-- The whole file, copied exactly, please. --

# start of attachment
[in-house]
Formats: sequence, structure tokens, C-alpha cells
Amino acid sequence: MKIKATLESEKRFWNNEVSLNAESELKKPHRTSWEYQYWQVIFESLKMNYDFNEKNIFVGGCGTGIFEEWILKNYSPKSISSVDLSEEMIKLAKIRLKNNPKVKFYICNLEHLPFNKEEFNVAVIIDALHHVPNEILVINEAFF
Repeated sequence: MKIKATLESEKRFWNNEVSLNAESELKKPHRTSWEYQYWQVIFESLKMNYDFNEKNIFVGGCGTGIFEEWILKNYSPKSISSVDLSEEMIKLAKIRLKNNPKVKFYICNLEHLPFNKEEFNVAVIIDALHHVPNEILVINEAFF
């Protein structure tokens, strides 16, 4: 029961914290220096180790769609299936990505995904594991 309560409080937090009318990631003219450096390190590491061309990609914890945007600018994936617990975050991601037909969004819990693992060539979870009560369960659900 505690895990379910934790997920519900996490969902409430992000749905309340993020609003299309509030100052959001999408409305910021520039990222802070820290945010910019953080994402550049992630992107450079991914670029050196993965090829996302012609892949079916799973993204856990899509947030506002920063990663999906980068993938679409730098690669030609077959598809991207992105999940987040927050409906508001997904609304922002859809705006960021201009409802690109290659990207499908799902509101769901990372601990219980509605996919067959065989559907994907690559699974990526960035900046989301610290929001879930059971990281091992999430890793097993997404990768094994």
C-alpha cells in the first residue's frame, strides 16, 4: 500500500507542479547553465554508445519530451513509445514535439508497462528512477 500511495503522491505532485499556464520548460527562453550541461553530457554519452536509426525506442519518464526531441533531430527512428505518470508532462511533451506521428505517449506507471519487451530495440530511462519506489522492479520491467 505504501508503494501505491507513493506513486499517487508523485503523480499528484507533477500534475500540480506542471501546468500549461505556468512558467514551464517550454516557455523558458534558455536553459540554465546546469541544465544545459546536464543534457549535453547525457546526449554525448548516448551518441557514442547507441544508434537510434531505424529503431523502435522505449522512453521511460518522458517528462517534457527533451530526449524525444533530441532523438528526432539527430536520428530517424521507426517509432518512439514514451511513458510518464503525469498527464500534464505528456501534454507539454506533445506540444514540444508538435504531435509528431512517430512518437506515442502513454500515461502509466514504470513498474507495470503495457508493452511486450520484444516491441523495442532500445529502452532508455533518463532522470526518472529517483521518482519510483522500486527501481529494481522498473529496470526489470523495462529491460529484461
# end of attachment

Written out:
[in-house]
Formats: sequence, structure tokens, C-alpha cells
Amino acid sequence: MKIKATLESEKRFWNNEVSLNAESELKKPHRTSWEYQYWQVIFESLKMNYDFNEKNIFVGGCGTGIFEEWILKNYSPKSISSVDLSEEMIKLAKIRLKNNPKVKFYICNLEHLPFNKEEFNVAVIIDALHHVPNEILVINEAFF
Repeated sequence: MKIKATLESEKRFWNNEVSLNAESELKKPHRTSWEYQYWQVIFESLKMNYDFNEKNIFVGGCGTGIFEEWILKNYSPKSISSVDLSEEMIKLAKIRLKNNPKVKFYICNLEHLPFNKEEFNVAVIIDALHHVPNEILVINEAFF
């Protein structure tokens, strides 16, 4: 029961914290220096180790769609299936990505995904594991 309560409080937090009318990631003219450096390190590491061309990609914890945007600018994936617990975050991601037909969004819990693992060539979870009560369960659900 505690895990379910934790997920519900996490969902409430992000749905309340993020609003299309509030100052959001999408409305910021520039990222802070820290945010910019953080994402550049992630992107450079991914670029050196993965090829996302012609892949079916799973993204856990899509947030506002920063990663999906980068993938679409730098690669030609077959598809991207992105999940987040927050409906508001997904609304922002859809705006960021201009409802690109290659990207499908799902509101769901990372601990219980509605996919067959065989559907994907690559699974990526960035900046989301610290929001879930059971990281091992999430890793097993997404990768094994």
C-alpha cells in the first residue's frame, strides 16, 4: 500500500507542479547553465554508445519530451513509445514535439508497462528512477 500511495503522491505532485499556464520548460527562453550541461553530457554519452536509426525506442519518464526531441533531430527512428505518470508532462511533451506521428505517449506507471519487451530495440530511462519506489522492479520491467 505504501508503494501505491507513493506513486499517487508523485503523480499528484507533477500534475500540480506542471501546468500549461505556468512558467514551464517550454516557455523558458534558455536553459540554465546546469541544465544545459546536464543534457549535453547525457546526449554525448548516448551518441557514442547507441544508434537510434531505424529503431523502435522505449522512453521511460518522458517528462517534457527533451530526449524525444533530441532523438528526432539527430536520428530517424521507426517509432518512439514514451511513458510518464503525469498527464500534464505528456501534454507539454506533445506540444514540444508538435504531435509528431512517430512518437506515442502513454500515461502509466514504470513498474507495470503495457508493452511486450520484444516491441523495442532500445529502452532508455533518463532522470526518472529517483521518482519510483522500486527501481529494481522498473529496470526489470523495462529491460529484461